In order to be able to deduce the derivative of the natural logarithm we resort to using implicit differentiation.
Let x= ey(x)
Differentiating both sides gives
dx/dx = d ey(x)/dx
Solving for dy(x)/dx one obtains
dy(x)/dx = 1/ey(x) = 1/x .
The product rule is given by
d f(x) g(x)/dx = df(x)/dxg(x) + f(x) dg(x)/dx
A beautiful proof for this theorem is given by G.W. Leibniz:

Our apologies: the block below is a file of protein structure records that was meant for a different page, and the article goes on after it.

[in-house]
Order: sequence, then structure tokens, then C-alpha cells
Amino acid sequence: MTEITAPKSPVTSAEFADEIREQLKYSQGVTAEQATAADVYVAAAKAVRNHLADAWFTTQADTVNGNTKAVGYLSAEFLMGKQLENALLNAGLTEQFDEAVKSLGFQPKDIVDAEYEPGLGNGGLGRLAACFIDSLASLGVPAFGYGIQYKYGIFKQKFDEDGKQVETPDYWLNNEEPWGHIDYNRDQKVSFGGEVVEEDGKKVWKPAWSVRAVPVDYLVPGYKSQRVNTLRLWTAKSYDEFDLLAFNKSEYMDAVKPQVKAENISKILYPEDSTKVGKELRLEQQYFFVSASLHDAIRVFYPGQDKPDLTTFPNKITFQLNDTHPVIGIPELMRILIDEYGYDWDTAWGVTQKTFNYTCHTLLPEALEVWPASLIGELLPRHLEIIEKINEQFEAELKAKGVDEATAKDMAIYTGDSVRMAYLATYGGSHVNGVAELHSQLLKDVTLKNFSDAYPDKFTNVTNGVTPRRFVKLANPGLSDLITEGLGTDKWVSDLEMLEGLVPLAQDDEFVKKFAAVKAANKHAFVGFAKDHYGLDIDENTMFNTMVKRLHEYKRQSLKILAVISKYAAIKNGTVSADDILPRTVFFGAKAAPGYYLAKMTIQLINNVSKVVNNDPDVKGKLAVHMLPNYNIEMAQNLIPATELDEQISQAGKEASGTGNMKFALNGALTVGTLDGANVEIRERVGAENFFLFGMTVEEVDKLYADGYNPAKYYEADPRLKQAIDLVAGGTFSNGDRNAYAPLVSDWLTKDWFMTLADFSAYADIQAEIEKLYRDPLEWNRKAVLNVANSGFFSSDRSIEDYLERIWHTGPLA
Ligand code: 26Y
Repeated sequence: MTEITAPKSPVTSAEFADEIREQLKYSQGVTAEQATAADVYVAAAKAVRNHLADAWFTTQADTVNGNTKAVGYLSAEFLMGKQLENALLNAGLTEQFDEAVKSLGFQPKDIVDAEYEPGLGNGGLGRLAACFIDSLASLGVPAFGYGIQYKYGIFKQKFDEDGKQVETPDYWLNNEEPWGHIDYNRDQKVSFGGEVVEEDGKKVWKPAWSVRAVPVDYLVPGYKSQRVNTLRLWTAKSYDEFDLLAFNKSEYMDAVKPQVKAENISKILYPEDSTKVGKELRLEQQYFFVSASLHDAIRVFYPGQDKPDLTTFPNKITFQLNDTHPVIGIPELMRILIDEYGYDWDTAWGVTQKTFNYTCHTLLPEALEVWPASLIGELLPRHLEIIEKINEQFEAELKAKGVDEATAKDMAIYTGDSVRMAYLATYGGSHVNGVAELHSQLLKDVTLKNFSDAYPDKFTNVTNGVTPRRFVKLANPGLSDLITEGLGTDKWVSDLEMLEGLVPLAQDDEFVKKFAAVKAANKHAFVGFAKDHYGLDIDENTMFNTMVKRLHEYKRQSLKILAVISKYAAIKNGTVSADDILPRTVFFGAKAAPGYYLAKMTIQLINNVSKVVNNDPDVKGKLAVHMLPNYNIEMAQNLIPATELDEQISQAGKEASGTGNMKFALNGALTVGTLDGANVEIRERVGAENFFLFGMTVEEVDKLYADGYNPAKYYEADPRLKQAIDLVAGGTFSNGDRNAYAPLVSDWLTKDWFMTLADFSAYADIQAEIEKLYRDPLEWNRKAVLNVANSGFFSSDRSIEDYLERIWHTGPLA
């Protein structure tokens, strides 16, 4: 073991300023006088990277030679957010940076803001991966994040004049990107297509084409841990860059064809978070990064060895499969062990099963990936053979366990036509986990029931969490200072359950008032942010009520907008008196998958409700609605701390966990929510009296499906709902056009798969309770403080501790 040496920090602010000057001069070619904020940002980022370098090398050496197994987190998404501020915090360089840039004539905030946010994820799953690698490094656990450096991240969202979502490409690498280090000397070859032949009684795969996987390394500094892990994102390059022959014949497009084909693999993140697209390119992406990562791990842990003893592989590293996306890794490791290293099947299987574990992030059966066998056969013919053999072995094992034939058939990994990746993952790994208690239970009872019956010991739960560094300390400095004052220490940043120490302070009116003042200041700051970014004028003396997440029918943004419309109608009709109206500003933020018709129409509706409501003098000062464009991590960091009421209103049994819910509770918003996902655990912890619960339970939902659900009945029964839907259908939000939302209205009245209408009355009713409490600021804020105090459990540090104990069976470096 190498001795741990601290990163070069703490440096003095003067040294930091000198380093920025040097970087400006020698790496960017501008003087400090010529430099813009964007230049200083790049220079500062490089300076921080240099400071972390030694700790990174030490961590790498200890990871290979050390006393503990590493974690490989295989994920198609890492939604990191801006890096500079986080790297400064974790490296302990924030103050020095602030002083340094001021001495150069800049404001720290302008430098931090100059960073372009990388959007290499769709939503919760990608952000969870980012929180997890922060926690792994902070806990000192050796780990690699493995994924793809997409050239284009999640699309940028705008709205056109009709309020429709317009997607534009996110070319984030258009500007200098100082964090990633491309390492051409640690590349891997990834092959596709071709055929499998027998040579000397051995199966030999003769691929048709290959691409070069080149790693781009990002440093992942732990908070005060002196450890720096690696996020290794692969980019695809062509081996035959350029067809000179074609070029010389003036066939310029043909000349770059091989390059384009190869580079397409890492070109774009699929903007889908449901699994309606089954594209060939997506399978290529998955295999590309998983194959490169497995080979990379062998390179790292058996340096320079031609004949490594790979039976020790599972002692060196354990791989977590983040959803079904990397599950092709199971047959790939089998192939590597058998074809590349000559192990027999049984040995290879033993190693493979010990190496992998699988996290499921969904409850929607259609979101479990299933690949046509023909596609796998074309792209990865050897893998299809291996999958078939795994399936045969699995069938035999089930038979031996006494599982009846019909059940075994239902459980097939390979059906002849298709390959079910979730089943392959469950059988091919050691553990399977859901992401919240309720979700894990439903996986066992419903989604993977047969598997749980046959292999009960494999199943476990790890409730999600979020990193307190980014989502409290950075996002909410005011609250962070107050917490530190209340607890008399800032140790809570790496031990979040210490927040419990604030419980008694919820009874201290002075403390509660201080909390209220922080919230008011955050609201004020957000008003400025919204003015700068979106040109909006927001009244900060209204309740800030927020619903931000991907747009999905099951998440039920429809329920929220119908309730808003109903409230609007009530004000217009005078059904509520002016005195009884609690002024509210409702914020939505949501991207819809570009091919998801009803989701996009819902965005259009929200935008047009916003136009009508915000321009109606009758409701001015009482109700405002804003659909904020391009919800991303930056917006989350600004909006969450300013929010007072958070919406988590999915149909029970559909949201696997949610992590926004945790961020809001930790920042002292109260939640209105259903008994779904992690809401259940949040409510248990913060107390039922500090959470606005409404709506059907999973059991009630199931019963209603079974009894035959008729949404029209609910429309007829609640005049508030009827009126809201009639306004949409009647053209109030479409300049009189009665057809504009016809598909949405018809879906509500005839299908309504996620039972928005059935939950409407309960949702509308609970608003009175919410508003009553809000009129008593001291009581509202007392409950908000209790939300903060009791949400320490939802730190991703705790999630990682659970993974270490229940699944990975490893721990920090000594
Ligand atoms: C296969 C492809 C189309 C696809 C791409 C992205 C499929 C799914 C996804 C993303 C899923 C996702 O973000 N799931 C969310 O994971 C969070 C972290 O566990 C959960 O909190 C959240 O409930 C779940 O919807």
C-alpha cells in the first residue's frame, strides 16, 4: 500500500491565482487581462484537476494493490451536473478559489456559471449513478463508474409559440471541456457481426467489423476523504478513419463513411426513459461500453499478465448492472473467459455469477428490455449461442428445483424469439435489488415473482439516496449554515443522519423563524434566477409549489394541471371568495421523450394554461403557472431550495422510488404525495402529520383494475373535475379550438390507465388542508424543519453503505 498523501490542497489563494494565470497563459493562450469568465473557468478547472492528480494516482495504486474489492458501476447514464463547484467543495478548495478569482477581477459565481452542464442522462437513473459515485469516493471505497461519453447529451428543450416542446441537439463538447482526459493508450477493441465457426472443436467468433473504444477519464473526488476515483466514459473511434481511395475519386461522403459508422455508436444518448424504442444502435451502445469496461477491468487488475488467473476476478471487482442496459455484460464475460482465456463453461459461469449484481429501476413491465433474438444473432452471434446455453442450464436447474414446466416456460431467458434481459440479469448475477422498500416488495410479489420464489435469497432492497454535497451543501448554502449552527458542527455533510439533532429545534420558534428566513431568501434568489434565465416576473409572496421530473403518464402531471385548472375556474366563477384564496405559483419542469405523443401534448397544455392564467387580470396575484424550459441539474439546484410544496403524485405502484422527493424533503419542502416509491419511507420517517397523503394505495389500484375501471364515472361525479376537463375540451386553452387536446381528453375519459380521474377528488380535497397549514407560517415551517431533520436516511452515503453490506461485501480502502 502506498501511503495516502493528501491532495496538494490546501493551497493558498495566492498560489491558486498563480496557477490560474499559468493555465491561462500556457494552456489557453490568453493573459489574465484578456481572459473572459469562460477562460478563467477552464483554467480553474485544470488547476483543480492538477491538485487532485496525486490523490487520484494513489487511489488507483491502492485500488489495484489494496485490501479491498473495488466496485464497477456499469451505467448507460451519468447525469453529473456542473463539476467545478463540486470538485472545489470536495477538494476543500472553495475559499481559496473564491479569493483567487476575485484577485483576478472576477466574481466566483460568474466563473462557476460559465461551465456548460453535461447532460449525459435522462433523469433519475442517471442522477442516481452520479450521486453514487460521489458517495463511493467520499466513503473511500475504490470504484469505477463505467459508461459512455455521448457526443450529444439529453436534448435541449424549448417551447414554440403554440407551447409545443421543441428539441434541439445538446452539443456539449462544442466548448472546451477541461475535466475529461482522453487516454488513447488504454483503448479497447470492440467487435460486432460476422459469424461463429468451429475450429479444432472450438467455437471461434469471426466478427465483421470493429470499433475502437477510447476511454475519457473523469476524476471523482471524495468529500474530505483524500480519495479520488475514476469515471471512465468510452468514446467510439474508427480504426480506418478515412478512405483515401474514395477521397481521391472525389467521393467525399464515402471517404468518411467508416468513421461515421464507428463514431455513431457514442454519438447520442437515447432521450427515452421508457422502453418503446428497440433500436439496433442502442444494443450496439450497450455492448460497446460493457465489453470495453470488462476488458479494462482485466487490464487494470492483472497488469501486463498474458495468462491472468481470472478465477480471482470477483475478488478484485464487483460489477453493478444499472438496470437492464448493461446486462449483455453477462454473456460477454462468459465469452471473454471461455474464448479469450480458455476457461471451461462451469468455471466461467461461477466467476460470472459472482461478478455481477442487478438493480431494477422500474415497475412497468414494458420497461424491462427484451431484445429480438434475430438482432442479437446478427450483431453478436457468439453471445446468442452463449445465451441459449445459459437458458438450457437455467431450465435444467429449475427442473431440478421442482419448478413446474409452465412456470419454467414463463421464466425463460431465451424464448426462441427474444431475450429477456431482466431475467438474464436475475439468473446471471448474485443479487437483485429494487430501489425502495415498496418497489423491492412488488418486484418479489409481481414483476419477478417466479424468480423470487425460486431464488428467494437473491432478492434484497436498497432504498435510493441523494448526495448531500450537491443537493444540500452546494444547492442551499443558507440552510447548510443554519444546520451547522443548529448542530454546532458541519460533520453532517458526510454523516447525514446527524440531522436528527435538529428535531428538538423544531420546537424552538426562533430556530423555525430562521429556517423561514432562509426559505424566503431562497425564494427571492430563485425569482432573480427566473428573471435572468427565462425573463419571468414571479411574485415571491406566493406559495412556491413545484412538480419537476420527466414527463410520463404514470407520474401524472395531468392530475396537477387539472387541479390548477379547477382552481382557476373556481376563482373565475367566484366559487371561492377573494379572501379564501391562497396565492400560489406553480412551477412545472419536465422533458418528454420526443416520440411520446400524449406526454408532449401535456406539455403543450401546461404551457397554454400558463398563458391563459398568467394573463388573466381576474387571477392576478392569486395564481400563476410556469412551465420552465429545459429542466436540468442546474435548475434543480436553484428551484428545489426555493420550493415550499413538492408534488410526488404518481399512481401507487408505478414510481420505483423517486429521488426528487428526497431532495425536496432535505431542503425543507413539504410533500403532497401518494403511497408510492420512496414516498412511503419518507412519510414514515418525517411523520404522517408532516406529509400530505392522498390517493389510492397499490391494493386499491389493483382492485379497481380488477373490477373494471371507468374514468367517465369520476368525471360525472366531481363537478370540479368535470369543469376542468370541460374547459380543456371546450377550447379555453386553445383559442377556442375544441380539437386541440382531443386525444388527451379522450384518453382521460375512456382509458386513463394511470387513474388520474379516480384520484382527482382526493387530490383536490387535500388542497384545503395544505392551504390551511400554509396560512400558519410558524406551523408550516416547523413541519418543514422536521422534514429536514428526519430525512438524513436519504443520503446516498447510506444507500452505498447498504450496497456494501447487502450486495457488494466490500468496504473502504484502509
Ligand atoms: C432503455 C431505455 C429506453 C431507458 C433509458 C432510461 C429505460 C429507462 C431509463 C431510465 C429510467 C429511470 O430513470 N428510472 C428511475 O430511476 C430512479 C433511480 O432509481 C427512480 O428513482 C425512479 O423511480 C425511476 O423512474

(u + du) *(v+dv) = u*v + u*dv + v* du + du*dv.
The last term is the product of two infinitesimals and can therefore be neglected. The differential of the product of the two functions u(x)*v(x) is thus equal to
u(x)*dv + v(x)*du.
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The rule for differentiation of the quotient of two functions can be deduced from the product rule and is given by
df(x)/g(x) =( df(x)/dx g(x) – f(x) dg(x))/dx)/(g(x))2.